So Witten got some small positive points for bravery on this point. But if it remains in isolation, and if he's not facing those who find "it's the only game in town" politically incorrect, the points are really small. You have to try harder, Prof Witten, to get rid of the relatively cowardly image. OK, here he corrected Farmelo's statement about "other routes". "There aren't any other routes," Witten has informed Farmelo. And "loop quantum gravity"? It's just words. Exactly. String theory is the only interesting way to go forward. Loop quantum gravity is a triplet of words used for some spin networks – and these spin networks have rather clearly nothing to do with quantum or any gravity which is why the triplet of words is misleading.

(Similarly, "asymptotically safe gravity" are just words. They could mean something but they surely don't mean a theory – not even a sketch of a theory – that has some well-defined rules and that has, according to some available evidence, a significant potential to solve some actual problems counted as "quantum gravity". The phrase "asymptotically safe gravity" represent some scale-invariant local QFT that is gravitational at the same moment. Because of holography and the black hole spectrum etc., it's unlikely that quantum gravity could be equivalent to a local or even scale-invariant quantum field theory in the bulk spacetime. I am pretty sure that Witten agrees with all these claims of mine about all the "alleged alternatives" to string theory.)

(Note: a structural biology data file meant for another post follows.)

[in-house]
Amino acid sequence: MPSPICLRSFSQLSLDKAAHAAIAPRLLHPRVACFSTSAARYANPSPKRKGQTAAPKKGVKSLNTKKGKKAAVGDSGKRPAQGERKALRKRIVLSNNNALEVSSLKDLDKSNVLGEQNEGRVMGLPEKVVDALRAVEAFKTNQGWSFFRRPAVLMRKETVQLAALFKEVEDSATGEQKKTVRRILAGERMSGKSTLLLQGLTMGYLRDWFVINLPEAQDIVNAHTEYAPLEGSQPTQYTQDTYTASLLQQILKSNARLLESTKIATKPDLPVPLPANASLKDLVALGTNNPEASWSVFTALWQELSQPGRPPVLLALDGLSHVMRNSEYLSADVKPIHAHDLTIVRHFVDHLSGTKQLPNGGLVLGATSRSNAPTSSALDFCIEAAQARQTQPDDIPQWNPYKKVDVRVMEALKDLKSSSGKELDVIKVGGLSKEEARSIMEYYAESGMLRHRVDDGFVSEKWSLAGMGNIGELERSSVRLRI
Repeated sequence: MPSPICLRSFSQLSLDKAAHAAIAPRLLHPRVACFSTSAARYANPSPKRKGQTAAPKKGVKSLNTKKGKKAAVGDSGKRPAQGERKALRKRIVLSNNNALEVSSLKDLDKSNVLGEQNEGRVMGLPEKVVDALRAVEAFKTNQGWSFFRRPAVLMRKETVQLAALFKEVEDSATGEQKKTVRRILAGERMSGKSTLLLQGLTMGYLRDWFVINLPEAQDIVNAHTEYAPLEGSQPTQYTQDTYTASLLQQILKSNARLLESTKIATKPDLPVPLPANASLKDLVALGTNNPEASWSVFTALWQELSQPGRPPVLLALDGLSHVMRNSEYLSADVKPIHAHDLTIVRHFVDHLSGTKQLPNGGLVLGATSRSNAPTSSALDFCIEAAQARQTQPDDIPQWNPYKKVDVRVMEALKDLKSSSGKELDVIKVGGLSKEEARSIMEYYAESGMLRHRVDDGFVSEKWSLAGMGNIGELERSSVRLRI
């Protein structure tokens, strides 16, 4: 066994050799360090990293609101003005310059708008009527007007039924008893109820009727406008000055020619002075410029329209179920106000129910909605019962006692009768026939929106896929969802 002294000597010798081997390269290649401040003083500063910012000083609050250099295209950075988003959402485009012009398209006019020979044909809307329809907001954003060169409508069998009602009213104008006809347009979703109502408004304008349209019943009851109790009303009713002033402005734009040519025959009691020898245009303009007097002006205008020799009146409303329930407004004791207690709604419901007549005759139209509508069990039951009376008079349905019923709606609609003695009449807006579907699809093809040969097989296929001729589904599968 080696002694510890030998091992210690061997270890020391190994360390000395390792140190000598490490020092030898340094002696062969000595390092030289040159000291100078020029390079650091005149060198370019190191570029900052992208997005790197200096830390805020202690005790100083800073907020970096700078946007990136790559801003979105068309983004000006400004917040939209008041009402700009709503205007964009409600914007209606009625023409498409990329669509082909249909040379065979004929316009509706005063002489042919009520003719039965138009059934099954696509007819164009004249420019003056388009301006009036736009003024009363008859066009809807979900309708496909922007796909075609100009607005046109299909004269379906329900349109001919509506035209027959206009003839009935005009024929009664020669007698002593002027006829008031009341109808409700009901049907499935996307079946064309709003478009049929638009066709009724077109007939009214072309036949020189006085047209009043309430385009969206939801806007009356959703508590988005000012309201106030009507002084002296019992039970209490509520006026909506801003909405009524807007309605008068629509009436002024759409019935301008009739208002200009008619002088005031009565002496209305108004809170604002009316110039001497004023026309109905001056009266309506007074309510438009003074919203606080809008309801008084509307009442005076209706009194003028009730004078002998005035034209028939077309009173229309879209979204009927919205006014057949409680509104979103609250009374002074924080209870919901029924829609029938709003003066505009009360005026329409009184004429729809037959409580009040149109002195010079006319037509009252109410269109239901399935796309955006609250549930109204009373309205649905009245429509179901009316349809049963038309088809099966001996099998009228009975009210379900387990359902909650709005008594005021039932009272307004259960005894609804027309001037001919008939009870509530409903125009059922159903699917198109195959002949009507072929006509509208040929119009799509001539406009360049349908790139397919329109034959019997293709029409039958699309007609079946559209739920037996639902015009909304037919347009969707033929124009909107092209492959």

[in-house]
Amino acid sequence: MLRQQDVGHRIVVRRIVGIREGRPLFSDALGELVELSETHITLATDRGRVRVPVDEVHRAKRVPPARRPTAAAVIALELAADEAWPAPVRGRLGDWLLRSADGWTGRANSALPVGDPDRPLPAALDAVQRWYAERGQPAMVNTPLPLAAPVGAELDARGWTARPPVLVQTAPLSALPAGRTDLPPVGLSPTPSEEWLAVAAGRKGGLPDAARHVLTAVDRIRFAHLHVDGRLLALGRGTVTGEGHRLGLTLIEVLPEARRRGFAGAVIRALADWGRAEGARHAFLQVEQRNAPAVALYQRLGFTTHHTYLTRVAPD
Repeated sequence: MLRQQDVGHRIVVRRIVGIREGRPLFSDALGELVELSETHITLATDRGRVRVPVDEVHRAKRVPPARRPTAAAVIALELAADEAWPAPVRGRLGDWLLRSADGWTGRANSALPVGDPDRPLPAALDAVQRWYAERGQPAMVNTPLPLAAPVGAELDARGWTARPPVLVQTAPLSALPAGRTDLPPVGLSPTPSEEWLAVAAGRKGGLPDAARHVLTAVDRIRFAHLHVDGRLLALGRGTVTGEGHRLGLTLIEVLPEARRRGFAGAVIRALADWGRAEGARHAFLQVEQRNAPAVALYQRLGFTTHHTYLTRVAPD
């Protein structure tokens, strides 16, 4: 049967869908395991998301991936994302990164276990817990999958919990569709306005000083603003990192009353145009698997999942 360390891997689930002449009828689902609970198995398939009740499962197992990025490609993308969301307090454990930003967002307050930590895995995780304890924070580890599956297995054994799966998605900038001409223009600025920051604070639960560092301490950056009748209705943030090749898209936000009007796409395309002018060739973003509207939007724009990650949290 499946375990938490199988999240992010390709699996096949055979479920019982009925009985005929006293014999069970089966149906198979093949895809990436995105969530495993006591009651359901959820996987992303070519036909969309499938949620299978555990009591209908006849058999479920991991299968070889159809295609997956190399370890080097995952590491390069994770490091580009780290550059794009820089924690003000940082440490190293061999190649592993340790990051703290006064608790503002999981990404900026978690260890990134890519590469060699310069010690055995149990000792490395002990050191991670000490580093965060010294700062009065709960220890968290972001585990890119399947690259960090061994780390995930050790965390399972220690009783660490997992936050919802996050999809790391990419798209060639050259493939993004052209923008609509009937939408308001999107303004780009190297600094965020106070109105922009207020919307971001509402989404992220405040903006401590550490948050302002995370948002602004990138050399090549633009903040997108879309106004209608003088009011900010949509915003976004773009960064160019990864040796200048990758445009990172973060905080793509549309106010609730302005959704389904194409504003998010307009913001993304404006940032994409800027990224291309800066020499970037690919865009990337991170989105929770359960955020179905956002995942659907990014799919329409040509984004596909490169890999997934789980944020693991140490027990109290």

Concerning the absence of post-Higgs LHC discoveries, Witten recalls the widespread belief that the Higgs physics would have come together with new physics that fixes the Higgs scale – as a very low scale in comparison with the Planck scale. The absence is "extremely shocking" to him. Well, I would surely use less dramatic words – the fine-tuning may still be 1-in-100 and I don't find events with a 1% probability "extremely shocking". For him, a huge surprise was also the positive (but tiny) cosmological constant. Witten used to feel a big discomfort with the landscape or multiverse but he is less upset about the multiverse now than a decade ago – the Universe's purpose is not to make him feel comfortable. Well said. When the daily wars about the multiverse are over, I totally calmly accept this general picture as a clear possibility.